WASHINGTON (Reuters) - Former secretaries of state for five Republican presidents urged Senate Republicans to back the New START nuclear treaty with Russia, suggesting failure to do so could affect Moscow’s role on Iran, North Korea and Afghanistan.
In an opinion piece published in the Washington Post on Thursday, top diplomats in Republican administrations from Richard Nixon’s to George W. Bush’s called on senators to set aside their domestic partisanship and ratify the treaty in U.S. national interests.
“The most important thing is to have bipartisan support for the treaty, as previous nuclear arms treaties did,” said authors Henry Kissinger, George Shultz, James Baker, Lawrence Eagleburger and Colin Powell.
“We believe there are compelling reasons Republicans should support ratification.”
The strategic arms treaty, signed by President Barack Obama and Russian President Dmitry Medvedev in April, commits the two Cold War rivals to reduce deployed nuclear warheads to no more than 1,550 within seven years — a cut of up to 30 percent.
Obama has made ratification a top priority for the final weeks of the current Congress. But that has been thrown into doubt by Senator Jon Kyl, the top Republican negotiator on the issue, who does not believe there is enough time to resolve outstanding differences.
Without Kyl’s endorsement, Democrats might not be able to win enough Republican support to get the 67 votes necessary to ratify the treaty in the 100-seat Senate.
Democrats are keen to ratify the treaty before the new Congress takes office in January, when the party’s majority in the Senate will be narrowed by last month’s election losses.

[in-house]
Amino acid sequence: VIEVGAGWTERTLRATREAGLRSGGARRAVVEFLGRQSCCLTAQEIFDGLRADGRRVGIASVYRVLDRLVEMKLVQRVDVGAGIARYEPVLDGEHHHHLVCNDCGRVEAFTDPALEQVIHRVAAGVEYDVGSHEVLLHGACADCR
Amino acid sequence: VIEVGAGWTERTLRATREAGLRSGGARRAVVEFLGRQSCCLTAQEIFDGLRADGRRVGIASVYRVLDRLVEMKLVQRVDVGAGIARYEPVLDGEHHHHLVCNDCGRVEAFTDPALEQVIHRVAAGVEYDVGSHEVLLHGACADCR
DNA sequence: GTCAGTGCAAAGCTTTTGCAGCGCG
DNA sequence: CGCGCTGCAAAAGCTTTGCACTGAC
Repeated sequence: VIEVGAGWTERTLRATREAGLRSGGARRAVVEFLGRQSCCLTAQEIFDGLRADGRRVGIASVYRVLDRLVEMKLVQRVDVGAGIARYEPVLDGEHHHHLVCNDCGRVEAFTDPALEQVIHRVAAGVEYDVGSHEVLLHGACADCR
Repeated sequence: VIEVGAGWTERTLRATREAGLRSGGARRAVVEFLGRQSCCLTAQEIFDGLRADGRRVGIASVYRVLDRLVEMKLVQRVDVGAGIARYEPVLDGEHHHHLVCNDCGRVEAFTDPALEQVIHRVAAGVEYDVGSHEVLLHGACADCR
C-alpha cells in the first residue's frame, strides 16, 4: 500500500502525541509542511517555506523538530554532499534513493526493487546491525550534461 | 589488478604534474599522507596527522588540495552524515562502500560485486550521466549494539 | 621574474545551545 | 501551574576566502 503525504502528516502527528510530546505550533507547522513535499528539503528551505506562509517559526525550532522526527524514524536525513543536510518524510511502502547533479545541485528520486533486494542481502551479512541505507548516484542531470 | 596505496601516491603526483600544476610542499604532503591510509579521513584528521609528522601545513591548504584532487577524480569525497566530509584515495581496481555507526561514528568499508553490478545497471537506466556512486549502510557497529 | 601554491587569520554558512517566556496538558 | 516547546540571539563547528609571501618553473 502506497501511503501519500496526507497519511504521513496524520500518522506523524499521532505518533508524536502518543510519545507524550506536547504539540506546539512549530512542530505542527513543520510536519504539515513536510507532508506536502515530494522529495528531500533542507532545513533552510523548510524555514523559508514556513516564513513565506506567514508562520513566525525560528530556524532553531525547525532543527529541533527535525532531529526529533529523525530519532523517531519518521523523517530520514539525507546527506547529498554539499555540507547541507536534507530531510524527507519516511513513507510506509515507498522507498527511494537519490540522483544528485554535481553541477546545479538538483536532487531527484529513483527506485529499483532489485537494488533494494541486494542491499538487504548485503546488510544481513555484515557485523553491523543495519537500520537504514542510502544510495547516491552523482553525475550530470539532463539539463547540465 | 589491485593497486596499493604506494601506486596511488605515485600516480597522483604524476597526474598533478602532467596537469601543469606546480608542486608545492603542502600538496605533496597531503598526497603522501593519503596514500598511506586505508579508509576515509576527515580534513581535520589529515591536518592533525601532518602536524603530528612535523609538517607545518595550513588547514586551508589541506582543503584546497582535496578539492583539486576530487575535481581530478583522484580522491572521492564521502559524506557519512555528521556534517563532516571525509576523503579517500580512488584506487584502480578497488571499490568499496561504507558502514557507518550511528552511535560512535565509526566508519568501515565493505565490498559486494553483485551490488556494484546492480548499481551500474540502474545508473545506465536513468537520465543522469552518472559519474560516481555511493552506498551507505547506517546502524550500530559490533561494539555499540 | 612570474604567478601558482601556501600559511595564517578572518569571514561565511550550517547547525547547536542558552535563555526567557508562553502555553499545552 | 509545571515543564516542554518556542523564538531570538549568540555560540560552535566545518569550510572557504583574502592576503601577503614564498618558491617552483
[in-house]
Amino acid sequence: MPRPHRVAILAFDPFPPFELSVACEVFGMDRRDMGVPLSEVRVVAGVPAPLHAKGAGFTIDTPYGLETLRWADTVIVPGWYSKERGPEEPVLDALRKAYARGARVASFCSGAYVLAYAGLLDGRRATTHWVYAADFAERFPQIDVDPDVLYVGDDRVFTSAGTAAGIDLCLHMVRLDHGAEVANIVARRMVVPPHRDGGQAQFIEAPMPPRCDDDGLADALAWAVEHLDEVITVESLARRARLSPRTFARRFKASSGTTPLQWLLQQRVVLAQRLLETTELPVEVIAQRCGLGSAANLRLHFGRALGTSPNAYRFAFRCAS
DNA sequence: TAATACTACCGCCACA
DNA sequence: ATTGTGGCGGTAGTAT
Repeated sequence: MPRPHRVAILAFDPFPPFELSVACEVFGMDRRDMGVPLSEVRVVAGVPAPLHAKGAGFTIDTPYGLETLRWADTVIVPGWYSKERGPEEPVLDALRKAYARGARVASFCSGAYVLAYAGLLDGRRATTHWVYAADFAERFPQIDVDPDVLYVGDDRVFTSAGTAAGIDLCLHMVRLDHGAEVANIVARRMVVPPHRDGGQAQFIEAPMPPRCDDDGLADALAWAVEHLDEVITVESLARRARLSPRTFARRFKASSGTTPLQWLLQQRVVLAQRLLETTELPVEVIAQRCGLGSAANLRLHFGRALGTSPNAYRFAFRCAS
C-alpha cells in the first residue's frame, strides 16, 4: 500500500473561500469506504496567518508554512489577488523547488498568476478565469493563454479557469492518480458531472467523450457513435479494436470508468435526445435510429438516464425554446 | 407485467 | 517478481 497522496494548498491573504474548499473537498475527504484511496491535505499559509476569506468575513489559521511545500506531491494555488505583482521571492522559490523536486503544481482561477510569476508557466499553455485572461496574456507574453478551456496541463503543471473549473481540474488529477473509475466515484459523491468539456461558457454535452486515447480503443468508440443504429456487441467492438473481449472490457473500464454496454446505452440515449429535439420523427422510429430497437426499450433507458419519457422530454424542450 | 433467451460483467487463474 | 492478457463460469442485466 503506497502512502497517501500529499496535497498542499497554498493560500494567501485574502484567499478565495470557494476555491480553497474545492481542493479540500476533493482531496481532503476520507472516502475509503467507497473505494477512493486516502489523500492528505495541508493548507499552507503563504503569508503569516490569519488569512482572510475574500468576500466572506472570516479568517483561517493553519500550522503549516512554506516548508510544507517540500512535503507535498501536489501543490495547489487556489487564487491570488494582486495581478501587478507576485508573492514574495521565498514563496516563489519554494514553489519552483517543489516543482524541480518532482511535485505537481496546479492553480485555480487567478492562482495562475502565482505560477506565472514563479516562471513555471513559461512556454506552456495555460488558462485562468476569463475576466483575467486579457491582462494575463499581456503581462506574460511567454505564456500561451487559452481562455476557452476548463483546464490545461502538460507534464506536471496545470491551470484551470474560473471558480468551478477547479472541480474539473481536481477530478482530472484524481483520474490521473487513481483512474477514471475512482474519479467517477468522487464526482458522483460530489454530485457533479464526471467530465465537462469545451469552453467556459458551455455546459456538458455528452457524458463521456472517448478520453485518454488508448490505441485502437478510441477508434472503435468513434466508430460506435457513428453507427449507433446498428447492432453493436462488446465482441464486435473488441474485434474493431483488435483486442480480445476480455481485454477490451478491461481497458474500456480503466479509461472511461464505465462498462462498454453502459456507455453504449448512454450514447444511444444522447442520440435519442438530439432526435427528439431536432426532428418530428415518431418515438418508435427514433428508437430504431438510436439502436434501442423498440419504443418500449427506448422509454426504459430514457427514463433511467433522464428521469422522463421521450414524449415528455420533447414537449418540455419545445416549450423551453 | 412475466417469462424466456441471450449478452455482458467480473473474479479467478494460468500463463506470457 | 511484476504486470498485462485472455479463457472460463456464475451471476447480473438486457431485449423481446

Kyl and other Republicans are concerned about the need to modernize the U.S. nuclear arsenal and ensure the treaty does not interfere with development of U.S. missile defenses or conventional weapons systems.
The former secretaries said the treaty addresses those concerns and praised Kyl for his vigilance in ensuring increased funding for modernization of the U.S. arsenal.
“We have here an agreement that is clearly in our national interest,” they wrote.
But they also warned of potential implications for U.S.-Russia relations if the agreement is not ratified.
“Russia’s cooperation will be needed if we are to make progress in rolling back the Iranian and North Korean programs,” the article said.
“Russian help will be needed to continue our work to secure ‘loose nukes’ in Russia and elsewhere. And Russian assistance is needed to improve the situation in Afghanistan, a breeding ground for international terrorism.”
Some Republicans have said the New START treaty could be taken up if Democrats cut back their agenda in the so-called lame duck session. The agenda includes contentious issues including the extension of expiring tax cuts.
“There are plenty of opportunities to battle on domestic political issues linked to the future of the American economy,” the former secretaries said in their article.
“With our country facing the dual threats of unemployment and a growing federal debt bomb, we anticipate significant conflict between Democrats and Republicans. It is, however, in the national interest to ratify New START.”
Editing by Eric Beech